Your stepper motors also do the same kind of thing, they operate at pulse rates up in the Kilohertz range too. So you should be using shielded cables from the Gecko drives to each motor.  You should use shielded cable from the VFD to the spindle motor too.  The important thing is to create just one ground bar for ALL grounds, including the power cord ground.  Do NOT jump a ground wire  from one device to another and then to ground. Take ever ground from the device straight back to that one ground point.  Important point here.  For anything mounted to a grounded surface, that would be motors mounted to the frame of the machine, do NOT connect the shield from the cable to the motor, insulate it from touching ground at the motor.  The other end of the shield should go to that one ground point.  The frame should have one wire going to that ground point.  For the spindle motor make sure the ground wire for the motor goes all the way back to that ground point.  Do NOT connect the cable shield at the spindle. Insulate it from touching ground, tie the other end to only that one ground point.  All the shielding so far is about keeping the noise from the motors, and drives from getting out.  

You also want to keep noise from gettting in to signal wires.  Use shielded wires here too.  Connect the shield only to that one ground point. Do NOT connect any shields or grounds together to get back to the one ground point, always use a separate wire.
Where you have individual open wires always twist the RELATE wires together in a nice tight spiral up to as close to connection points as you can. This acts as shielding too.  PLAN your wiring routes and neatly route signal wires away from power wired everywhere you possibly can.  If they must cross, do so at right angles with as little wire near one another as possible. Never route signal and power in the same wireway if at all possible.  If you can't avoid it, use only shielded wires.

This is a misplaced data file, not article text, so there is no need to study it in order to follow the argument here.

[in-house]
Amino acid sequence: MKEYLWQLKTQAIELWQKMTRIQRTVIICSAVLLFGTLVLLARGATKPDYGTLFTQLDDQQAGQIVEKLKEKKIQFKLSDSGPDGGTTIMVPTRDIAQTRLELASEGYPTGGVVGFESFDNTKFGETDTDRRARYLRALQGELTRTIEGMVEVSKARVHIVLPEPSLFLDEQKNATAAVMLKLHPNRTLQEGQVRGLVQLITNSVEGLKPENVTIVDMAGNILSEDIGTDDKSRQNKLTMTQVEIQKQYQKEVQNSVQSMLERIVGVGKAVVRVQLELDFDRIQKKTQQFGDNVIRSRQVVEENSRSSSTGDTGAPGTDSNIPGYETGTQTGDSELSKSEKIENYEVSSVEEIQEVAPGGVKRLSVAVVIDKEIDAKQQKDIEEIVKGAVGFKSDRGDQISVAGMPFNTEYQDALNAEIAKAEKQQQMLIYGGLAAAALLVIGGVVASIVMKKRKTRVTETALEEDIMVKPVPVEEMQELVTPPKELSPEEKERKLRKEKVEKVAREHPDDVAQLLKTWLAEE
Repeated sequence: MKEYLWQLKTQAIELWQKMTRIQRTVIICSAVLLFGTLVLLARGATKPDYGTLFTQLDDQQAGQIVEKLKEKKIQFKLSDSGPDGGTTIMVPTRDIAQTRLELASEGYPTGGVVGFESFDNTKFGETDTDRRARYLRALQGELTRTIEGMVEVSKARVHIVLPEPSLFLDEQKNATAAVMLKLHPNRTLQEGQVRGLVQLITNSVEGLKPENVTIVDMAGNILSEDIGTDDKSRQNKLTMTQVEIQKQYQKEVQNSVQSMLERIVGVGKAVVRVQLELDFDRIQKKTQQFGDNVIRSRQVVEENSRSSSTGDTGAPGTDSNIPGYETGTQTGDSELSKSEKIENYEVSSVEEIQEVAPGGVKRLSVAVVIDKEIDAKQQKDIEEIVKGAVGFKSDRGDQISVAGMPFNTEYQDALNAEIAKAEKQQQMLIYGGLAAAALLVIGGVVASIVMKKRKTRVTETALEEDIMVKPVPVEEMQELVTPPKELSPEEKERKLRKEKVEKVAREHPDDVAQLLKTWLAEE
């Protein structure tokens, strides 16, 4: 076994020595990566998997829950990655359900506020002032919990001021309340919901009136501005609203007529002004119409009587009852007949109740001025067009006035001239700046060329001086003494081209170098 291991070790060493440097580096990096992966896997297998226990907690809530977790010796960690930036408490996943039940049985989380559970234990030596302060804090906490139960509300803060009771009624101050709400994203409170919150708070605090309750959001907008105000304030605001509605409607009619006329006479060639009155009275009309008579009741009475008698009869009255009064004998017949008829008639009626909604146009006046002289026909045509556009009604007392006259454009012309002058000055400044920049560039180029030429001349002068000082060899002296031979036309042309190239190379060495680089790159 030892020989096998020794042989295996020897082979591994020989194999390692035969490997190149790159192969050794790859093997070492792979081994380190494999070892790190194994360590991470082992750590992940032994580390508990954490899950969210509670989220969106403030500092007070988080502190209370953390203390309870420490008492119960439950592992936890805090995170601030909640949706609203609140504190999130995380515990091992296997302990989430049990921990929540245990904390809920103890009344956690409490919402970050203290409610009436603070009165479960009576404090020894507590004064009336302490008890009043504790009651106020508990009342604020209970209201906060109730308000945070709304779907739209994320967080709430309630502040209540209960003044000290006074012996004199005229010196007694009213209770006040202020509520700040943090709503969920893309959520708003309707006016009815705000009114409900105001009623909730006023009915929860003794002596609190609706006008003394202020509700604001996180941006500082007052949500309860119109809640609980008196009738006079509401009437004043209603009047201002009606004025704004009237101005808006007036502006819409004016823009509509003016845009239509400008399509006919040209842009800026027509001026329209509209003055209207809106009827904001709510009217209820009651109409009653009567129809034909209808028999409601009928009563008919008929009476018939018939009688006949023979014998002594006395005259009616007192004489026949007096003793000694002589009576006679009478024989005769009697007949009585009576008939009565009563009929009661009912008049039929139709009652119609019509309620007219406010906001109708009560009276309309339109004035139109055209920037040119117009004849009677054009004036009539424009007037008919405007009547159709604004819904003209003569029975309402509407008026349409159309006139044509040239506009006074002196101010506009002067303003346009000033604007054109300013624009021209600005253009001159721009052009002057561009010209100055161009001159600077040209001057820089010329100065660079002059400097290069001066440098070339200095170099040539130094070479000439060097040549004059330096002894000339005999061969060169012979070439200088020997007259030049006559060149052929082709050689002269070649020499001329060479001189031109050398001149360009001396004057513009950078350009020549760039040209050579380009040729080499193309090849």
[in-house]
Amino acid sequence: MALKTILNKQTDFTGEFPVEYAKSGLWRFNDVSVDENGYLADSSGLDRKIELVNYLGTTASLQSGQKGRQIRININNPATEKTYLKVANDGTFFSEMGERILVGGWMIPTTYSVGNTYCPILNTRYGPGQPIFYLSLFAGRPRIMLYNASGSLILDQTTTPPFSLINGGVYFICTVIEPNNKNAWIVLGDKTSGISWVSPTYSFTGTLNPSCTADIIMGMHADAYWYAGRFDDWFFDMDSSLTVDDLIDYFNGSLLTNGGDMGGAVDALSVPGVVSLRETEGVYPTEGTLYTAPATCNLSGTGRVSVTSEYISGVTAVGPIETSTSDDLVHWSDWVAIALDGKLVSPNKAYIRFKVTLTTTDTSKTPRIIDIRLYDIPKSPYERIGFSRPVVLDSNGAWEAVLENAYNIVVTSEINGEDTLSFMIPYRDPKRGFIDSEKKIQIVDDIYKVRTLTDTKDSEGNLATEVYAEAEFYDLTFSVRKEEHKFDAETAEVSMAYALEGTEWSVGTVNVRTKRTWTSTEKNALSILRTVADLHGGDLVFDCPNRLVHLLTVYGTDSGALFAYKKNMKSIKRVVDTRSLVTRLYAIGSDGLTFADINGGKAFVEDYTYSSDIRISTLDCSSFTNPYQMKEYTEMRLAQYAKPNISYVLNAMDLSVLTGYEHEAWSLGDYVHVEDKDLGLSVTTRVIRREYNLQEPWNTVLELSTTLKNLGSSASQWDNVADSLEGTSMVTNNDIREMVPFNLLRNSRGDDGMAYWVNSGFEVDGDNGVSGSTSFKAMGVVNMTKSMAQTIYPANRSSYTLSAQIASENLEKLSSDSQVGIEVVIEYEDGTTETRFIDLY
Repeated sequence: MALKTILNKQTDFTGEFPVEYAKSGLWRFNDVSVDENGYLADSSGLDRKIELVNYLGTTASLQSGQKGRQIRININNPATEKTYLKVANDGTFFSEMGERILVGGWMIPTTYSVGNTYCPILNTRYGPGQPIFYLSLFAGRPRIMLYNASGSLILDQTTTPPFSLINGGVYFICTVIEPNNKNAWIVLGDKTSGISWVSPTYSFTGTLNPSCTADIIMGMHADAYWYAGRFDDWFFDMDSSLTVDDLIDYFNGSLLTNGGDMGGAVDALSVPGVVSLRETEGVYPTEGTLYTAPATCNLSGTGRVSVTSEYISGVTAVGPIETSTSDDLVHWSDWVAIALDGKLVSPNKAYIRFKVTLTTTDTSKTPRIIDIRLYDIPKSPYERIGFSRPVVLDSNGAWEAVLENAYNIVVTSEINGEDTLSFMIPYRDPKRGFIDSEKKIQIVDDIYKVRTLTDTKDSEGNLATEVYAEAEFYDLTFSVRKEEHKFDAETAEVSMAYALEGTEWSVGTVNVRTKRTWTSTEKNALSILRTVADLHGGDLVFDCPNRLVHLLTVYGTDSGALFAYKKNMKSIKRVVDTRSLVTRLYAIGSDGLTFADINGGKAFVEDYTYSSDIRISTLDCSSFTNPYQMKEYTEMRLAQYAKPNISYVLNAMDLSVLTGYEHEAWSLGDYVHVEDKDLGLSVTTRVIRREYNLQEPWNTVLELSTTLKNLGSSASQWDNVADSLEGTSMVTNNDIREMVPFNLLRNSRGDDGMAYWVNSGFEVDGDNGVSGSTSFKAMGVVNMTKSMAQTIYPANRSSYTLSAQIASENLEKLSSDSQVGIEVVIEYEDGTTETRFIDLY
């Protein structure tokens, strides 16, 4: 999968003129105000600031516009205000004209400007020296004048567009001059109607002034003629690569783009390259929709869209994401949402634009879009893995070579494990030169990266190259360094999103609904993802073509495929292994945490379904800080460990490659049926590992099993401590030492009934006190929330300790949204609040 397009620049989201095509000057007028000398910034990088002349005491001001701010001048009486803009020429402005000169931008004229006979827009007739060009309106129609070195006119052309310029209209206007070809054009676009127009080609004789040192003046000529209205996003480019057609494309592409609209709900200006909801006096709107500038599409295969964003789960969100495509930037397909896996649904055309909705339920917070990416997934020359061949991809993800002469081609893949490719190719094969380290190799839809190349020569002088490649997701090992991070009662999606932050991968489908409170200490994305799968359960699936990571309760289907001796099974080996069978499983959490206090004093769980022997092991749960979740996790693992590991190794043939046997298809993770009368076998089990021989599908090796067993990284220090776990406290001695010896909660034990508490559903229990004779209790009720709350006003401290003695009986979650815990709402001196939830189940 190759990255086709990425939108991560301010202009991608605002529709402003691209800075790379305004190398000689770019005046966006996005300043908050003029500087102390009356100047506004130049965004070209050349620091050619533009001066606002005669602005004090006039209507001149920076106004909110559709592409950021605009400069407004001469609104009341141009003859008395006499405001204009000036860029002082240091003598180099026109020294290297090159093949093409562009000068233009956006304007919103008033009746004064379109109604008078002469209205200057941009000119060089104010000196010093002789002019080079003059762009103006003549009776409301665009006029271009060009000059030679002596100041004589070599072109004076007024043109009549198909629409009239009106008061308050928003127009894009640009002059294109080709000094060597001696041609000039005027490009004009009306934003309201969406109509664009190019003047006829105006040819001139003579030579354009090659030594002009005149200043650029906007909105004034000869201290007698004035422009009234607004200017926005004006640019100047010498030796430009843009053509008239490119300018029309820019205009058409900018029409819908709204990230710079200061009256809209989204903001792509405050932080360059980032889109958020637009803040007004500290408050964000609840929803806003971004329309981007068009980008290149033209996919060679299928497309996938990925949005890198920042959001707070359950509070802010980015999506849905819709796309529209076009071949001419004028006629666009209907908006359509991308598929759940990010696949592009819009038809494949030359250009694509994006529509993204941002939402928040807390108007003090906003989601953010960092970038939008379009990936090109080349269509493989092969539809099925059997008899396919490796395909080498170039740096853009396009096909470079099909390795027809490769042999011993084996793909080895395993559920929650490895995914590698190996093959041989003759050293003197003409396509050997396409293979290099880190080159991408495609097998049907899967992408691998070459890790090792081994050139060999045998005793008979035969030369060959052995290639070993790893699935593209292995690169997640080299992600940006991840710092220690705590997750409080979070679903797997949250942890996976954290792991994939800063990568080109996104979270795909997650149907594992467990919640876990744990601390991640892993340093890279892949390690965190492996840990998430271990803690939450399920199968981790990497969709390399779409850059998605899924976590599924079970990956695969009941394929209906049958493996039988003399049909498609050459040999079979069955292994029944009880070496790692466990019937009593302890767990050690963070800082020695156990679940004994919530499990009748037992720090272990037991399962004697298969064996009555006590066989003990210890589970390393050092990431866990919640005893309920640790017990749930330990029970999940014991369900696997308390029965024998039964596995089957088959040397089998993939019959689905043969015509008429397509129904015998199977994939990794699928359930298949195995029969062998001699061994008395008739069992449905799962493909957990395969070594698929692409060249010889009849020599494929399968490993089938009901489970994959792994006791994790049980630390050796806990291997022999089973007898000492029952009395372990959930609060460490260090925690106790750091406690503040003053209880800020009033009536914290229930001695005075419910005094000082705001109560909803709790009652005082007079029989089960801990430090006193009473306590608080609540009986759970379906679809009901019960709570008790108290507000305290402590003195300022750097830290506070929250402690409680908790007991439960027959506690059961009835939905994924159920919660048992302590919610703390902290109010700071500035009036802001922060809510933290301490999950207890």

"I'll neaten it up after I get it working" is WRONG!!!  There is a strong possibility you will never get it working because it is sloppy and wrong.  You also won't ever be able to make it neat because you already routed it wrong and the wires won't reach.  You did OF COURSE make a wiring diagram BEFORE you started wiring, right?  I'm guessing you aren't the kind of expert that can look at a mass of wires and see the wiring diagram in your head.  So why would you try to do this without one?  And just so you know I did wire my own machine without a wiring diagram!  It was stupid even for me. However I have been building control panels for a little more than fifty years, so there is a pretty good chance I know how it work.  You'll notice a pile of cut off wire ties as I work.  That is because I tie everything down as I go.  When I add more wires I cut out the first ties and replace them.  My panels start out neat and stay that way right to the end as a result.  I buy cheap ties to start and when I am done they are are high quality ones.

Got it?
Re: Estop after turning on spindle
« Reply #8 on: November 02, 2015, 09:11:03 PM »
Couple things, bumping the Debounce up fixed the issue, thank you!  Yes, I know my wiring is pretty lame, but this machine is more of a proof of concept at this point than anything production grade.  Yes, the plan is to go back and do it again, I will probably use this machine to make parts for the next "planned" machine.  I know it's sloppy to say the least, but I'm just happy I have a functioning CNC at this point.  As for the wiring, you should have noticed I have almost none.  I have the 4 wires from each motor in a harness of sorts that connects to a DB9 cable.  I bought nice cables online that weren't cheap.  That runs to the G540, the only really sloppy thing imho is the wiring from the VFD to the Spindle, yes, it needs to be redone correctly and I  full plan on it. 
Re: Estop after turning on spindle
« Reply #9 on: November 02, 2015, 09:11:30 PM »
By the way, thank you for your help!  And I can only hope that I'm jacking up the neighbors wifi. =)